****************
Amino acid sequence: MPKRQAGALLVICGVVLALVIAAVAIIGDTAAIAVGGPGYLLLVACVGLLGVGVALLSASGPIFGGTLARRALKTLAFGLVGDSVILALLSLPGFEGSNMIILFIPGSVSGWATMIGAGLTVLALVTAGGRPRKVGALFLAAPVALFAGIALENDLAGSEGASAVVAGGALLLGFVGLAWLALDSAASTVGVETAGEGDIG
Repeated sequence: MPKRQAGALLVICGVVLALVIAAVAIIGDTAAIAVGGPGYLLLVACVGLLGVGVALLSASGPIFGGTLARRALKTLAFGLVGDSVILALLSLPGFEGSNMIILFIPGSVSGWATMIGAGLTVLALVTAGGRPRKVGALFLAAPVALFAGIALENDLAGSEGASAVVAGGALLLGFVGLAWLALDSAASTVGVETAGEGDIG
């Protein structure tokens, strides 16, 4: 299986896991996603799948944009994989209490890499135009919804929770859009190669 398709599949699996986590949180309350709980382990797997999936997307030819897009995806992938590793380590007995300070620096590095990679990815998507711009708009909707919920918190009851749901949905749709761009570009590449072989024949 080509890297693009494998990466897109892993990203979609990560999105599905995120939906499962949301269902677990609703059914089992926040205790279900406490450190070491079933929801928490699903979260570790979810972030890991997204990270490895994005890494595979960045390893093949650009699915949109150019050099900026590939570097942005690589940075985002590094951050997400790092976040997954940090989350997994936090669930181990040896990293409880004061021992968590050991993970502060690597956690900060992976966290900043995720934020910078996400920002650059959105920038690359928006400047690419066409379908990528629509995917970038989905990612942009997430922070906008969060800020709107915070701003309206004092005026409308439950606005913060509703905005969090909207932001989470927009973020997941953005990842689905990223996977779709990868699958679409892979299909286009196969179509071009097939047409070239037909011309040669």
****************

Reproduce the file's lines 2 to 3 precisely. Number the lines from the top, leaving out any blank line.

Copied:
Repeated sequence: MPKRQAGALLVICGVVLALVIAAVAIIGDTAAIAVGGPGYLLLVACVGLLGVGVALLSASGPIFGGTLARRALKTLAFGLVGDSVILALLSLPGFEGSNMIILFIPGSVSGWATMIGAGLTVLALVTAGGRPRKVGALFLAAPVALFAGIALENDLAGSEGASAVVAGGALLLGFVGLAWLALDSAASTVGVETAGEGDIG
């Protein structure tokens, strides 16, 4: 299986896991996603799948944009994989209490890499135009919804929770859009190669 398709599949699996986590949180309350709980382990797997999936997307030819897009995806992938590793380590007995300070620096590095990679990815998507711009708009909707919920918190009851749901949905749709761009570009590449072989024949 080509890297693009494998990466897109892993990203979609990560999105599905995120939906499962949301269902677990609703059914089992926040205790279900406490450190070491079933929801928490699903979260570790979810972030890991997204990270490895994005890494595979960045390893093949650009699915949109150019050099900026590939570097942005690589940075985002590094951050997400790092976040997954940090989350997994936090669930181990040896990293409880004061021992968590050991993970502060690597956690900060992976966290900043995720934020910078996400920002650059959105920038690359928006400047690419066409379908990528629509995917970038989905990612942009997430922070906008969060800020709107915070701003309206004092005026409308439950606005913060509703905005969090909207932001989470927009973020997941953005990842689905990223996977779709990868699958679409892979299909286009196969179509071009097939047409070239037909011309040669």